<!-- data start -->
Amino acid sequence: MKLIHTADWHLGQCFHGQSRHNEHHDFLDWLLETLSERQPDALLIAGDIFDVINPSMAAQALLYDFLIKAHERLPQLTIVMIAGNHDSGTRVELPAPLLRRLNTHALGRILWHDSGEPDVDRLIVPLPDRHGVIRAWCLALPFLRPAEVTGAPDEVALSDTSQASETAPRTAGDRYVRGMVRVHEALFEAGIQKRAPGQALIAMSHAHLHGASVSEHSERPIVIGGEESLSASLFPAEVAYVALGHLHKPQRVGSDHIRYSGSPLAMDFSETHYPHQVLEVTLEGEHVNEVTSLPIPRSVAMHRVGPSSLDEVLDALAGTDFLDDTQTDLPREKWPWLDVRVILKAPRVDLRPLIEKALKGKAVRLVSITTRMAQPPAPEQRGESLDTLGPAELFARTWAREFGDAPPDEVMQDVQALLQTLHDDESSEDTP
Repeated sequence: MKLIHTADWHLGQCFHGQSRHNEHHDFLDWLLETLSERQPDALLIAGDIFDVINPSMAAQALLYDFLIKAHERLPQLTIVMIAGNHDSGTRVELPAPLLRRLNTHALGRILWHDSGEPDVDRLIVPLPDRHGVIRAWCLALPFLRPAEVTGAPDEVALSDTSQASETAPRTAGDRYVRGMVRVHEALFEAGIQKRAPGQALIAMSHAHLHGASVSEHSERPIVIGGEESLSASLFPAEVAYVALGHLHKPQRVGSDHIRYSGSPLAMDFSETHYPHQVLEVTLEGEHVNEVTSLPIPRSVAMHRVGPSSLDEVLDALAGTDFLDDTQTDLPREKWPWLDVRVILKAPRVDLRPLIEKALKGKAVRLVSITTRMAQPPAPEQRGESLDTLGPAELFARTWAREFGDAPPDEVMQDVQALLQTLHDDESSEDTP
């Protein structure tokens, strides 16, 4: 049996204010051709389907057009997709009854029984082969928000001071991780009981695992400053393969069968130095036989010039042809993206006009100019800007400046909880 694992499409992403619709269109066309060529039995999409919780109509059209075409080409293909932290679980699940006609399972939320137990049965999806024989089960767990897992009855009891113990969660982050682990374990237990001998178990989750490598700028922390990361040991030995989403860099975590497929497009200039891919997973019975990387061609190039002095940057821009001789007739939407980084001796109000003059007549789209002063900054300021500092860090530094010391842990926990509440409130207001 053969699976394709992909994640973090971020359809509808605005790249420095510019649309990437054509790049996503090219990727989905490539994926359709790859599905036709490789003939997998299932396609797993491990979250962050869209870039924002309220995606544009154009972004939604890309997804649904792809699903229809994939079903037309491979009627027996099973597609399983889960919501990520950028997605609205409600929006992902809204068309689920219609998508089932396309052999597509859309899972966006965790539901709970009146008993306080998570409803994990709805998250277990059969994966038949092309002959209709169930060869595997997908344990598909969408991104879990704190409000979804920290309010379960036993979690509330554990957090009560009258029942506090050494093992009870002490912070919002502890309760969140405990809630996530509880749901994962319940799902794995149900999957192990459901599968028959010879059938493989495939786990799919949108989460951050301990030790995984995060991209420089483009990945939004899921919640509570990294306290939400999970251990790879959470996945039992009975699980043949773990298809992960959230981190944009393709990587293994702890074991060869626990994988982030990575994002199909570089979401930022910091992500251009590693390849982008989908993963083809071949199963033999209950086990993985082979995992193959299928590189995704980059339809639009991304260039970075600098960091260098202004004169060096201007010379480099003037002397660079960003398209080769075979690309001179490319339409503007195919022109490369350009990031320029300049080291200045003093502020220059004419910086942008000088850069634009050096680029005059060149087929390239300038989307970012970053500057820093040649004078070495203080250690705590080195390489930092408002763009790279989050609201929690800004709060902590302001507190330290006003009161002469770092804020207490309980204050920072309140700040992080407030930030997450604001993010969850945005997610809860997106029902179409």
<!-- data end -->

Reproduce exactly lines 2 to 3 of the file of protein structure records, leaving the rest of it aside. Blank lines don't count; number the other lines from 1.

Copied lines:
Repeated sequence: MKLIHTADWHLGQCFHGQSRHNEHHDFLDWLLETLSERQPDALLIAGDIFDVINPSMAAQALLYDFLIKAHERLPQLTIVMIAGNHDSGTRVELPAPLLRRLNTHALGRILWHDSGEPDVDRLIVPLPDRHGVIRAWCLALPFLRPAEVTGAPDEVALSDTSQASETAPRTAGDRYVRGMVRVHEALFEAGIQKRAPGQALIAMSHAHLHGASVSEHSERPIVIGGEESLSASLFPAEVAYVALGHLHKPQRVGSDHIRYSGSPLAMDFSETHYPHQVLEVTLEGEHVNEVTSLPIPRSVAMHRVGPSSLDEVLDALAGTDFLDDTQTDLPREKWPWLDVRVILKAPRVDLRPLIEKALKGKAVRLVSITTRMAQPPAPEQRGESLDTLGPAELFARTWAREFGDAPPDEVMQDVQALLQTLHDDESSEDTP
């Protein structure tokens, strides 16, 4: 049996204010051709389907057009997709009854029984082969928000001071991780009981695992400053393969069968130095036989010039042809993206006009100019800007400046909880 694992499409992403619709269109066309060529039995999409919780109509059209075409080409293909932290679980699940006609399972939320137990049965999806024989089960767990897992009855009891113990969660982050682990374990237990001998178990989750490598700028922390990361040991030995989403860099975590497929497009200039891919997973019975990387061609190039002095940057821009001789007739939407980084001796109000003059007549789209002063900054300021500092860090530094010391842990926990509440409130207001 053969699976394709992909994640973090971020359809509808605005790249420095510019649309990437054509790049996503090219990727989905490539994926359709790859599905036709490789003939997998299932396609797993491990979250962050869209870039924002309220995606544009154009972004939604890309997804649904792809699903229809994939079903037309491979009627027996099973597609399983889960919501990520950028997605609205409600929006992902809204068309689920219609998508089932396309052999597509859309899972966006965790539901709970009146008993306080998570409803994990709805998250277990059969994966038949092309002959209709169930060869595997997908344990598909969408991104879990704190409000979804920290309010379960036993979690509330554990957090009560009258029942506090050494093992009870002490912070919002502890309760969140405990809630996530509880749901994962319940799902794995149900999957192990459901599968028959010879059938493989495939786990799919949108989460951050301990030790995984995060991209420089483009990945939004899921919640509570990294306290939400999970251990790879959470996945039992009975699980043949773990298809992960959230981190944009393709990587293994702890074991060869626990994988982030990575994002199909570089979401930022910091992500251009590693390849982008989908993963083809071949199963033999209950086990993985082979995992193959299928590189995704980059339809639009991304260039970075600098960091260098202004004169060096201007010379480099003037002397660079960003398209080769075979690309001179490319339409503007195919022109490369350009990031320029300049080291200045003093502020220059004419910086942008000088850069634009050096680029005059060149087929390239300038989307970012970053500057820093040649004078070495203080250690705590080195390489930092408002763009790279989050609201929690800004709060902590302001507190330290006003009161002469770092804020207490309980204050920072309140700040992080407030930030997450604001993010969850945005997610809860997106029902179409």